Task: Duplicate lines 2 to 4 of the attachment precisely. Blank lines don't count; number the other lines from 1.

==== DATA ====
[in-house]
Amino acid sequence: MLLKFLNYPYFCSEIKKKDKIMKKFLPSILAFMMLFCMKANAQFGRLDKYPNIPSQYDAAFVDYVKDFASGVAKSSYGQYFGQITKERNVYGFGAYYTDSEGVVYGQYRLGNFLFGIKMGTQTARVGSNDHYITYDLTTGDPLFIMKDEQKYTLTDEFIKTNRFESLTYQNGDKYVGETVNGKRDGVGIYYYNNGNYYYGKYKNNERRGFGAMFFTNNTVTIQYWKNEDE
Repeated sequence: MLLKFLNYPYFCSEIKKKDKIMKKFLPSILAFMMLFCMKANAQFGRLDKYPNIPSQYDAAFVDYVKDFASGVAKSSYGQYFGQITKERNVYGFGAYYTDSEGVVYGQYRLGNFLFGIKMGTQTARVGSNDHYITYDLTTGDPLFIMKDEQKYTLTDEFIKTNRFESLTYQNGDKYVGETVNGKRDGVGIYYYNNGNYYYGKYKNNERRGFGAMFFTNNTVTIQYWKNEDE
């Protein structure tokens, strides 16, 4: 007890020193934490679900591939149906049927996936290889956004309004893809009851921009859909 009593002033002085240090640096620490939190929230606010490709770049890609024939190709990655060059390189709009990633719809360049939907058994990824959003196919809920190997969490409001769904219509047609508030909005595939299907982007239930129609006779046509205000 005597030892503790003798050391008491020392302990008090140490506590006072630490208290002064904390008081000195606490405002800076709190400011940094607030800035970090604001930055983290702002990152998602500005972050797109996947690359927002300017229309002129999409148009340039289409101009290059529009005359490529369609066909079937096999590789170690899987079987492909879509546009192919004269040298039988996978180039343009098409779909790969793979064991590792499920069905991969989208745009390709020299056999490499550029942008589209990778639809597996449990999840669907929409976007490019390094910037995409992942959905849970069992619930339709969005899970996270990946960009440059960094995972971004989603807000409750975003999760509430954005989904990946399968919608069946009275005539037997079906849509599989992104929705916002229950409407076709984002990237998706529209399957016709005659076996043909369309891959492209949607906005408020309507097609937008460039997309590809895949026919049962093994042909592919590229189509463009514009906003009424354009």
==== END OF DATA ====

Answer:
Amino acid sequence: MLLKFLNYPYFCSEIKKKDKIMKKFLPSILAFMMLFCMKANAQFGRLDKYPNIPSQYDAAFVDYVKDFASGVAKSSYGQYFGQITKERNVYGFGAYYTDSEGVVYGQYRLGNFLFGIKMGTQTARVGSNDHYITYDLTTGDPLFIMKDEQKYTLTDEFIKTNRFESLTYQNGDKYVGETVNGKRDGVGIYYYNNGNYYYGKYKNNERRGFGAMFFTNNTVTIQYWKNEDE
Repeated sequence: MLLKFLNYPYFCSEIKKKDKIMKKFLPSILAFMMLFCMKANAQFGRLDKYPNIPSQYDAAFVDYVKDFASGVAKSSYGQYFGQITKERNVYGFGAYYTDSEGVVYGQYRLGNFLFGIKMGTQTARVGSNDHYITYDLTTGDPLFIMKDEQKYTLTDEFIKTNRFESLTYQNGDKYVGETVNGKRDGVGIYYYNNGNYYYGKYKNNERRGFGAMFFTNNTVTIQYWKNEDE
């Protein structure tokens, strides 16, 4: 007890020193934490679900591939149906049927996936290889956004309004893809009851921009859909 009593002033002085240090640096620490939190929230606010490709770049890609024939190709990655060059390189709009990633719809360049939907058994990824959003196919809920190997969490409001769904219509047609508030909005595939299907982007239930129609006779046509205000 005597030892503790003798050391008491020392302990008090140490506590006072630490208290002064904390008081000195606490405002800076709190400011940094607030800035970090604001930055983290702002990152998602500005972050797109996947690359927002300017229309002129999409148009340039289409101009290059529009005359490529369609066909079937096999590789170690899987079987492909879509546009192919004269040298039988996978180039343009098409779909790969793979064991590792499920069905991969989208745009390709020299056999490499550029942008589209990778639809597996449990999840669907929409976007490019390094910037995409992942959905849970069992619930339709969005899970996270990946960009440059960094995972971004989603807000409750975003999760509430954005989904990946399968919608069946009275005539037997079906849509599989992104929705916002229950409407076709984002990237998706529209399957016709005659076996043909369309891959492209949607906005408020309507097609937008460039997309590809895949026919049962093994042909592919590229189509463009514009906003009424354009």